The Bayer sisters agreed that being together has made their
years at McKendree more relaxed. “We took a couple of classes together and it made us more comfortable,” said Melissa. “It’s not just the two of us all the time,” Melinda pointed out. While both play on the volleyball team and have made friends through the sport, they have formed friendships through other clubs and campus activities. Though they bear a strong resemblance, “Melissa is more laid-back,” said Melinda, who is right-handed, describing her southpaw sister who is the more artistic of the two.

Photo of the Mills TwinsAlthough they are roommates, Hanalei and Maile Mills’ schedules
don’t allow them much time together. “We only see each other at lunch, really, and sometimes at work,” said Maile, a music performance and sociology-criminal justice double major. The twins are gradually learning more about themselves in their freshman year. “We’re becoming more independent and we tend to disagree more,” said Maile.

For some twins,
academic or athletic competition becomes friendly sibling rivalry, as they joke or tease slightly to push one another to do better.

Sharing a residence hall room can help ease twins’ transition to college. “When we moved to Mascoutah, we had separate rooms for a while,” said Hanalei, a psychology major. The Mills sisters chose to live together in Baker Hall to be more involved in campus activities, such as music. Maile plays the flute and Hanalei the euphonium. “We also share a car,” added Maile. The Rhymer brothers have been lifelong roommates. “We have had bunk beds for the majority of our life,” said Cody, “even during our freshman year.” He and Kyle share an apartment at McKendree West.

For some twins, academic or athletic competition becomes
friendly sibling rivalry, as they joke or tease slightly to push one another to do better. Dawn and Megan Schmid are mainly competitive academically. “Our grades are pretty much the same,” said Megan.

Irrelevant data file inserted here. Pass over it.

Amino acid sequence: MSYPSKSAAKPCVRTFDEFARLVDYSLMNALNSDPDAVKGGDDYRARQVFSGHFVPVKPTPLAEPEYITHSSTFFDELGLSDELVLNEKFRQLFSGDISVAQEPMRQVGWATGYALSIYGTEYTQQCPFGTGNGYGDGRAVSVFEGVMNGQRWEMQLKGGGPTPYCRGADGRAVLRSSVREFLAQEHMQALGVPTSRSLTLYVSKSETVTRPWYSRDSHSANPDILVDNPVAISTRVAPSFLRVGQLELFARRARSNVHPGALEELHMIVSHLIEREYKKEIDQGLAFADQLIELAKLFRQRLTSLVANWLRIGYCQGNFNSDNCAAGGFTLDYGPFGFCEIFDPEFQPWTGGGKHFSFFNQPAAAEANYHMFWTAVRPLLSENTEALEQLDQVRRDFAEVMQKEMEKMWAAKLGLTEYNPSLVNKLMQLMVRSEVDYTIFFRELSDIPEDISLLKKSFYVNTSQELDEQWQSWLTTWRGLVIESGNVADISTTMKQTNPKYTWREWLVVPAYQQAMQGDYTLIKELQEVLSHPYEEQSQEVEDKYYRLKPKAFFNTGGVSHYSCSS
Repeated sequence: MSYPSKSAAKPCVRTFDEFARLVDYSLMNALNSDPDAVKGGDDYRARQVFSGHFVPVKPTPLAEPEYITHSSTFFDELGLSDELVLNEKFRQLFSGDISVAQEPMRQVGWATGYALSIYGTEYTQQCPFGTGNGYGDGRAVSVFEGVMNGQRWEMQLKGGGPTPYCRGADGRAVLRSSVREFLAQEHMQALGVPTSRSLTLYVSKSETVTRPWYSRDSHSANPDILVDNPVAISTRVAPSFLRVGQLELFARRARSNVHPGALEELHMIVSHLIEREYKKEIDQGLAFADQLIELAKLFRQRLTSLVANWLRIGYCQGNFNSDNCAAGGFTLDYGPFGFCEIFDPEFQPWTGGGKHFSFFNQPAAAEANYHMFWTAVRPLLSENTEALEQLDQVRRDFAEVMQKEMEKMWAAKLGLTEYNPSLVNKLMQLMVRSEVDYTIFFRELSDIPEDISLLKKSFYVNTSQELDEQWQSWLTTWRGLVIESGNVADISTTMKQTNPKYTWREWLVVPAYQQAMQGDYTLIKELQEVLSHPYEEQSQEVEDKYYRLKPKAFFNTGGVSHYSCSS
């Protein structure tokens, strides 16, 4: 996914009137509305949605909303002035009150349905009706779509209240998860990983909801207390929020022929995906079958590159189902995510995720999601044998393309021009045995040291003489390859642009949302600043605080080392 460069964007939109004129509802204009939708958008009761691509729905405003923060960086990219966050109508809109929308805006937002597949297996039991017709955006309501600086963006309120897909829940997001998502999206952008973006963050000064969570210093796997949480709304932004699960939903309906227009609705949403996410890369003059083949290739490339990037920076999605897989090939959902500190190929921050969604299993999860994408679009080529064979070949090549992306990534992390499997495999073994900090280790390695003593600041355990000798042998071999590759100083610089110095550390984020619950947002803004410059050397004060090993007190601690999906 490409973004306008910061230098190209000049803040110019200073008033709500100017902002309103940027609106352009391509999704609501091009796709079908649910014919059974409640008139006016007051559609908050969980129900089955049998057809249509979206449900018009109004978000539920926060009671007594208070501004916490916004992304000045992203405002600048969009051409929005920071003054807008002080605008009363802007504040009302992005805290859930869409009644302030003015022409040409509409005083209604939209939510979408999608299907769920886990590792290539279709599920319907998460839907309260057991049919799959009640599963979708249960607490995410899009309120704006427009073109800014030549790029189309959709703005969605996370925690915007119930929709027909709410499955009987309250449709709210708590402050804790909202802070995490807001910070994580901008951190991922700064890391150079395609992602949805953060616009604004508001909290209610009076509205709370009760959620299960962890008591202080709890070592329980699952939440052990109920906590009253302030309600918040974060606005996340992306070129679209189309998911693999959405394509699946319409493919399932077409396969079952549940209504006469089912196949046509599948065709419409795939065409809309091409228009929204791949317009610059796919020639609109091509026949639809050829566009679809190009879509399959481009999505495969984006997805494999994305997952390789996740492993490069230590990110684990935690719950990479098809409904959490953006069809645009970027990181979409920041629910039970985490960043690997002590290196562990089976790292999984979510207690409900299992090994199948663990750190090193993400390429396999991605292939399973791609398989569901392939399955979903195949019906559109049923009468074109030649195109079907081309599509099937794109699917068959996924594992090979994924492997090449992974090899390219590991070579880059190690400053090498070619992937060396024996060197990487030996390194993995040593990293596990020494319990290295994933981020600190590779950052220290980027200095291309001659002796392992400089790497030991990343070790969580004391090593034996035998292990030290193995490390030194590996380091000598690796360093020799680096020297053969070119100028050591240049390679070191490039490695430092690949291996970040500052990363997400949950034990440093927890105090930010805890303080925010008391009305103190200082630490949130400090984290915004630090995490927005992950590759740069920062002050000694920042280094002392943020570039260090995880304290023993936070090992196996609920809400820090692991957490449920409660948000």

Twins who major in the same subject, like the Koerkenmeiers,
are natural rivals in the classroom. “We keep each other in check,” said Brittany.

Photo of the Gonzalez TwinsFor the Gonzalez twins, who play on the women’s tennis team,
“there is always a competition between twins.” The sisters are constantly aware of each other’s performance. “We have pressure to be equally successful,” said Adriana. And they are, on the tennis court and off; both are on the President’s List for their 4.0 grade point average. While they sometimes play as doubles, at times they must compete against each other. Even as the sisters battle to see who comes out on top, they still encourage each other, help each other with homework and are there for support when one of them needs it. Perhaps it is outside pressure that compels Adriana and Giuliana to out-do each other. “We get a lot of questions all the time about which one of us is better at something than the other,” said Giuliana.

Paying for college for one student is more than enough, let alone
two at the same time. The financial impact on the twins’ families is not always easy, but many of the students are thankful to receive a McKendree scholarship and financial aid. The Schmid sisters are assertive in finding ways to help offset the tuition cost. “We keep jobs and work whenever we get the chance,” said Dawn, “which means going home every weekend.” Both Cody and Kyle Rhymer - who have a third brother in college - received golf scholarships, as well as financial aid.

McKendree’s many multiples could easily make an impression
on the University in many ways. They could start their own unique campus organization if they wanted, for example. This movement would not end with the current group. According to Chris Hall, vice president of admission and financial aid, the trend is likely to continue; a number of twins have registered for Preview Days on campus as prospective new students.